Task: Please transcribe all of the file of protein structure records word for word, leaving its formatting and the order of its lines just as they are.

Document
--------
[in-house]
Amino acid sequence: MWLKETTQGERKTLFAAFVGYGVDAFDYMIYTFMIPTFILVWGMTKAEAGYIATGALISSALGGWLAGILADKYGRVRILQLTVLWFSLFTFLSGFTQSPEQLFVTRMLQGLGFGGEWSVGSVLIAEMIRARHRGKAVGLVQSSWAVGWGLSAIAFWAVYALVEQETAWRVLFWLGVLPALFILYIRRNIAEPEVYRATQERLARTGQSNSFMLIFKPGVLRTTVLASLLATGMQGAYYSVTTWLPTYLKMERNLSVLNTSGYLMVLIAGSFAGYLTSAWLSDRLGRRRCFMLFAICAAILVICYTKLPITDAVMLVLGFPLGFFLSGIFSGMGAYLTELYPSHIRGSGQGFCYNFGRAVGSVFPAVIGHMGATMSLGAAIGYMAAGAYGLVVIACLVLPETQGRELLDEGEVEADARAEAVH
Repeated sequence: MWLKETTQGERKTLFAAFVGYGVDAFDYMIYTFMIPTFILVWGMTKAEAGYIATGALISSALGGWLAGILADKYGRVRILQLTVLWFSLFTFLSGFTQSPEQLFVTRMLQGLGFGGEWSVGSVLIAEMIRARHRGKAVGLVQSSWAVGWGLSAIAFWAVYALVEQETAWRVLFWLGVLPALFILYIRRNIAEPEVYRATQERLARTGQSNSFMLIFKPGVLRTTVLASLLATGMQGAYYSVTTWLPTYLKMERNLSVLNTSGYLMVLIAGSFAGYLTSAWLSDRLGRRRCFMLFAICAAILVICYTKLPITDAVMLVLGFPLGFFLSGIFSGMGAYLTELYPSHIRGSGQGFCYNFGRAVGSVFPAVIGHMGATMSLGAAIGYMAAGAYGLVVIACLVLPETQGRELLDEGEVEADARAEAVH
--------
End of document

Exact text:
[in-house]
Amino acid sequence: MWLKETTQGERKTLFAAFVGYGVDAFDYMIYTFMIPTFILVWGMTKAEAGYIATGALISSALGGWLAGILADKYGRVRILQLTVLWFSLFTFLSGFTQSPEQLFVTRMLQGLGFGGEWSVGSVLIAEMIRARHRGKAVGLVQSSWAVGWGLSAIAFWAVYALVEQETAWRVLFWLGVLPALFILYIRRNIAEPEVYRATQERLARTGQSNSFMLIFKPGVLRTTVLASLLATGMQGAYYSVTTWLPTYLKMERNLSVLNTSGYLMVLIAGSFAGYLTSAWLSDRLGRRRCFMLFAICAAILVICYTKLPITDAVMLVLGFPLGFFLSGIFSGMGAYLTELYPSHIRGSGQGFCYNFGRAVGSVFPAVIGHMGATMSLGAAIGYMAAGAYGLVVIACLVLPETQGRELLDEGEVEADARAEAVH
Repeated sequence: MWLKETTQGERKTLFAAFVGYGVDAFDYMIYTFMIPTFILVWGMTKAEAGYIATGALISSALGGWLAGILADKYGRVRILQLTVLWFSLFTFLSGFTQSPEQLFVTRMLQGLGFGGEWSVGSVLIAEMIRARHRGKAVGLVQSSWAVGWGLSAIAFWAVYALVEQETAWRVLFWLGVLPALFILYIRRNIAEPEVYRATQERLARTGQSNSFMLIFKPGVLRTTVLASLLATGMQGAYYSVTTWLPTYLKMERNLSVLNTSGYLMVLIAGSFAGYLTSAWLSDRLGRRRCFMLFAICAAILVICYTKLPITDAVMLVLGFPLGFFLSGIFSGMGAYLTELYPSHIRGSGQGFCYNFGRAVGSVFPAVIGHMGATMSLGAAIGYMAAGAYGLVVIACLVLPETQGRELLDEGEVEADARAEAVH